Part 1: What the Infrastructure Needs to do
Trades and Products
Where do Trades Come From?
The Purpose of the Infrastructure
Part 2: The Problems with Trade Processing Infrastructure
The Evolution of Technical Complexity
The Regulatory Challenges
The Complexity Cycle
Part 3: Historic Approaches to Transformation
Functionalisation, aka “Factories”
The Golden Middle
Part 4: New Approaches to Infrastructure
Cloud and Utilities
Artificial Intelligence and Robotics
Big Data and Analytics
Blockchain/Distributed Ledger Technology
Distributed Ledger Technology: Hybrid Approach
The larger the number of people involved, the easier it was for them to delude themselves that what they were doing must be smart.
– Michael Lewis, Liar’s Poker
This chapter will explain why people trade, or more specifically how this helps a financial institution (or, in some cases, just the front office) make money from doing so. Although trading can be a highly complicated business, this chapter will break it down into its key elements. It therefore provides a foundation of most of the subsequent chapters in the book. For readers with a detailed knowledge of one or more trading businesses, it will still be worth reading the chapter to be aware of the broader context of a trading organisation.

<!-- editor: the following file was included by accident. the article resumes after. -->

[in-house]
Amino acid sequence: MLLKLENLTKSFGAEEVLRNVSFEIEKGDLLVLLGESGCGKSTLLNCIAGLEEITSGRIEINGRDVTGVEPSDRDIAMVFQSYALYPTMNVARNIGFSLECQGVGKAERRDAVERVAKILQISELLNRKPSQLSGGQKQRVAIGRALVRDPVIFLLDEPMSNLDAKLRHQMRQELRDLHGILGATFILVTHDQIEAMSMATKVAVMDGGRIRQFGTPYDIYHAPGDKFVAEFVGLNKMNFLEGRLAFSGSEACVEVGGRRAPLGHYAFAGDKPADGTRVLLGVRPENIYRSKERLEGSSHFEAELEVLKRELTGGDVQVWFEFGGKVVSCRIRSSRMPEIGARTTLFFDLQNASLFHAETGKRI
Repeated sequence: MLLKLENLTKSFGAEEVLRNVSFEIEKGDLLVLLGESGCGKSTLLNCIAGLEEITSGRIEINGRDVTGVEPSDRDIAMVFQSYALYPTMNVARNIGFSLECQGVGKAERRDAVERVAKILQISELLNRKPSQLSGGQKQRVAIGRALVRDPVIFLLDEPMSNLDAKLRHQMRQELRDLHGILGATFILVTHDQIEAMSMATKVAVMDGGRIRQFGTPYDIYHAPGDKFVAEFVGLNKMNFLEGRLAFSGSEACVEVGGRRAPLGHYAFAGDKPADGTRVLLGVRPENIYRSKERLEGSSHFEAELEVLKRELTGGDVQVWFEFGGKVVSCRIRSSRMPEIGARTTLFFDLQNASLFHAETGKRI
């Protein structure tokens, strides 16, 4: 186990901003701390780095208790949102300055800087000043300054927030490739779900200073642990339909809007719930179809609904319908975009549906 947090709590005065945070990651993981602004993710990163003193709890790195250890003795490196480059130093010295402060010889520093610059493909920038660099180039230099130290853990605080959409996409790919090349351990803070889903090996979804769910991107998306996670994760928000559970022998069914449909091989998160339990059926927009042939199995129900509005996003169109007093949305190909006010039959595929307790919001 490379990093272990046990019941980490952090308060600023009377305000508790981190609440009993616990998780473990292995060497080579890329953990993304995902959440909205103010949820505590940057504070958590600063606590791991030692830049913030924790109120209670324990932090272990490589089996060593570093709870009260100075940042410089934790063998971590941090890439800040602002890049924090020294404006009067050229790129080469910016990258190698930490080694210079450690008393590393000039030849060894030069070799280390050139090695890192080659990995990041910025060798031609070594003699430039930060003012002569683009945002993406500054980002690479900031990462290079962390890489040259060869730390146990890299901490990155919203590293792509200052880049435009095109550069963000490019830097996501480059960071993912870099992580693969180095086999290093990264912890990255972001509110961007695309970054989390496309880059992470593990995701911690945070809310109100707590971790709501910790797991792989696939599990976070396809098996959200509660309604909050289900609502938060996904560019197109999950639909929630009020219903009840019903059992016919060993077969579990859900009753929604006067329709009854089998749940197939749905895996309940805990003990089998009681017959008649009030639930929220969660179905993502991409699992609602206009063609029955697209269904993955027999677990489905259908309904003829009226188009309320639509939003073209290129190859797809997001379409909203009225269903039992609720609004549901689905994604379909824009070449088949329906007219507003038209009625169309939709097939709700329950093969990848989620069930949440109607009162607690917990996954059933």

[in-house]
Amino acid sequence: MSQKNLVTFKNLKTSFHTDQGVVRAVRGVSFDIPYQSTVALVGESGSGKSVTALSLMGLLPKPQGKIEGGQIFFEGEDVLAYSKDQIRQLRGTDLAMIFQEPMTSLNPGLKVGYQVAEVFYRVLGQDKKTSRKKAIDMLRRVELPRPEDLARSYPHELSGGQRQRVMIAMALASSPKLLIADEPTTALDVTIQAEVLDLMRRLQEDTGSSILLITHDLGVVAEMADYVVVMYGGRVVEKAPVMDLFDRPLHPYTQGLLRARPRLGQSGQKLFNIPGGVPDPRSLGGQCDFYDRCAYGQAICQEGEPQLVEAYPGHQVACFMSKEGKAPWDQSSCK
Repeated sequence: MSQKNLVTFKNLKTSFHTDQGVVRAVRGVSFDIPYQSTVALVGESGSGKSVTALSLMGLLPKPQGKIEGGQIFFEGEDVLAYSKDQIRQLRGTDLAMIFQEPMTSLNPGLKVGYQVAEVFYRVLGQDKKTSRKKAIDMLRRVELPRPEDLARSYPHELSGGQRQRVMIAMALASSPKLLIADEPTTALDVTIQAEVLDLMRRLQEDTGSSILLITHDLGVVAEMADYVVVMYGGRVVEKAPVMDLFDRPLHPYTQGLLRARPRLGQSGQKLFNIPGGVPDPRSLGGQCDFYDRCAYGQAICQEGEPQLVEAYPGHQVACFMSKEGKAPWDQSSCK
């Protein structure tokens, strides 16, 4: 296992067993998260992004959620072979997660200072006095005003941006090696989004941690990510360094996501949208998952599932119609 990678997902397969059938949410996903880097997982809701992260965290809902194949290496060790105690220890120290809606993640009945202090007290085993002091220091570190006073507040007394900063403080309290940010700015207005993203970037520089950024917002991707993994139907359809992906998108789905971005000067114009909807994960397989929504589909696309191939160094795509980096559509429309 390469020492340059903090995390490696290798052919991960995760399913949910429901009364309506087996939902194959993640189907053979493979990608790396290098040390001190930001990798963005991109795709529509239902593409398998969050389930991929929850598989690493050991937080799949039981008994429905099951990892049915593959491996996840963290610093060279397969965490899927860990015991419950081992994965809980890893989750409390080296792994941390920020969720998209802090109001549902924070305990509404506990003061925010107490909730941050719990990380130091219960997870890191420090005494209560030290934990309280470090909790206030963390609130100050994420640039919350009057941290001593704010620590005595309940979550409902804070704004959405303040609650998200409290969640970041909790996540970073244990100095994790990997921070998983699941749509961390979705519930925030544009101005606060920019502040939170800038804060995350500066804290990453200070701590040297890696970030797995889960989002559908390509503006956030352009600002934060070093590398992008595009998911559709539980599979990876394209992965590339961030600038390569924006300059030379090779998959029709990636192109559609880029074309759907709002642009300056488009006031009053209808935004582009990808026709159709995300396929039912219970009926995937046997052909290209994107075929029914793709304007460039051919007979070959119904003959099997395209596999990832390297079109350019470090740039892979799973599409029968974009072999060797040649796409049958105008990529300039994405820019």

One of the most intimidating things about trying to understand trading infrastructure is the trading process. Surely all those highly paid people must be doing very complex and intellectually challenging things that are beyond the understanding of mere mortals in IT, other support functions or even the real world? However, while the details of specific trades or trading structures may be complicated and require a great deal of technical knowledge, there is